For the first time, Mr. Biden announced, the U.S. government will require domestic oil and gas producers to detect and fix leaks of methane, a greenhouse gas that traps more heat than carbon dioxide in the short run. The fossil fuel industry is the biggest source of methane emissions in the United States because of the odorless gas leaking from the pipes. Scientists say stopping methane from entering the atmosphere is crucial to slowing global warming.

The EPA wants to eliminate 36 million tons of methane emissions from oil and gas operations by the year 2035, more than the amount of carbon dioxide emitted from all coal-fired power plants in a single year.

The United States and Europe led a group of more than 100 countries that agreed to reduce methane emissions. Methane emissions this year are rising faster than ever before according to a report by the World Meteorological Organization. Mr. Biden told other nations to fulfill their promises.

ImageDemonstrators holding up signs at the summit. Some signs say, “Stand with MAPA,” while others say, “Show us the money.”
Demonstrators outside the summit on Friday. One young activist said of Mr. Biden: “He talked about the things America accomplished, but he made it feel like they’ve done enough, and there’s so much more to be done.”Credit...Peter Dejong/Associated Press
Demonstrators holding up signs at the summit. Some signs say, “Stand with MAPA,” while others say, “Show us the money.”

Al Gore said during an interview at the climate talks that Joe Biden is a genuine climate hero.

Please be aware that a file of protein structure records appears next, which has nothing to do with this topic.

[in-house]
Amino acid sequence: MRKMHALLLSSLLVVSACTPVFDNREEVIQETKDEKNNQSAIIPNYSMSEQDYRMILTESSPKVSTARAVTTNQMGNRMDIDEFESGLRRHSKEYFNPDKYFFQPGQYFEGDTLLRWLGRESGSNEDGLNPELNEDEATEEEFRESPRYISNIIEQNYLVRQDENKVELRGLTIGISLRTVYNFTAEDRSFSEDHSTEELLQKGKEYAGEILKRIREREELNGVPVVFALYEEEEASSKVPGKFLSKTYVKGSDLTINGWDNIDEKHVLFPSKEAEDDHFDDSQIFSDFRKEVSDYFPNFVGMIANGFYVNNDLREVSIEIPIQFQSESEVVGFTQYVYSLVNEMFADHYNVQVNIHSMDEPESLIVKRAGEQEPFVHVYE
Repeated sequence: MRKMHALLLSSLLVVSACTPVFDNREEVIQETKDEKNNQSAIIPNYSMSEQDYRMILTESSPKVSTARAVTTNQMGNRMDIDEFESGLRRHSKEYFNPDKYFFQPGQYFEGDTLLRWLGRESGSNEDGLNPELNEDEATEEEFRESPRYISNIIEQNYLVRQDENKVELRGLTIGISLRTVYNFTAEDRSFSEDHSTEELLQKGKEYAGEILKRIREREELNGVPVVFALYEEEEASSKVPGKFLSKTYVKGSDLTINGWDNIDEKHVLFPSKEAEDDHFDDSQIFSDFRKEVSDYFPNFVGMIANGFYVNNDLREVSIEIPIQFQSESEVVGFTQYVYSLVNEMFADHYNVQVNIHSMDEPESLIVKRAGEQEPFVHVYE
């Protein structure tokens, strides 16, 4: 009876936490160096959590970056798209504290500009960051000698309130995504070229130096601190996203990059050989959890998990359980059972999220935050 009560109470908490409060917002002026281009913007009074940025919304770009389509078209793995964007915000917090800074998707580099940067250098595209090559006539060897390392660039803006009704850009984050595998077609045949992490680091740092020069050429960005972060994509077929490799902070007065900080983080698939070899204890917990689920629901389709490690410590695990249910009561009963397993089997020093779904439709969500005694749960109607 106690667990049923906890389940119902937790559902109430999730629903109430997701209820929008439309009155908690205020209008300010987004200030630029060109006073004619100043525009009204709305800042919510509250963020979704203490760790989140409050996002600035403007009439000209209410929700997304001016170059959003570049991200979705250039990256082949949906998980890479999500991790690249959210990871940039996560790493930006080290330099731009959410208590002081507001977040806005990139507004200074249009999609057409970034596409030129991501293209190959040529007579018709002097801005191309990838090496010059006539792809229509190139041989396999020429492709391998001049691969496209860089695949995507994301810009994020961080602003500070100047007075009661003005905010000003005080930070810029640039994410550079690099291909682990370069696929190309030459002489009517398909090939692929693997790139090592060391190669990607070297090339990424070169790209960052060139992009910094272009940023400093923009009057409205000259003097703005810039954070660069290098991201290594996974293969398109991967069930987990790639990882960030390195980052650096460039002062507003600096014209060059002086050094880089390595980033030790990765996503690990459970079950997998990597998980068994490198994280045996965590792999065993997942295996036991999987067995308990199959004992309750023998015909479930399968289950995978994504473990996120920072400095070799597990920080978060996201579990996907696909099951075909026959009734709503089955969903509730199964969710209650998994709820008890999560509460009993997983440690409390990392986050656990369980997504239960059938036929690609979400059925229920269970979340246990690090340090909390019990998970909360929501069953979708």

Mr. Biden said in his speech that he introduced legislation more than 30 years ago to address what was then a looming crisis. The United States will meet its emissions targets by the year 2030.

Even as world leaders welcome American re-engagement on the issue, their expectations for U.S. action have grown.

Ms. Nwuneli said she thought Mr. Biden's speech was disappointing. She said that he made it seem like America had done enough. There are so many more things to be done.

At the climate talks in Egypt, Mr. Biden was the only leader of a major polluter. The president of China, the president of Russia and the prime minister of India did not attend. The absence of the other leaders made Mr. Biden more of a target.

Environmental activists criticized Mr. Biden before his speech. The protesters interrupted it.

The founder of Power Shift Africa said that Mr. Biden's old promises have not been fulfilled after he gave his remarks. He is similar to a salesman who sells goods with little print.

ImageMr. Biden talking with President Abdel Fattah el-Sisi of Egypt. They are both sitting in ornate gold chairs with a matching table with drinks and tissues between them. The American flag is next to Mr. Biden, while the Egyptian flag is next to Mr. el-Sisi.
Mr. Biden meeting with President Abdel Fattah el-Sisi of Egypt before delivering a 23-minute address at the conference.Credit...Doug Mills/The New York Times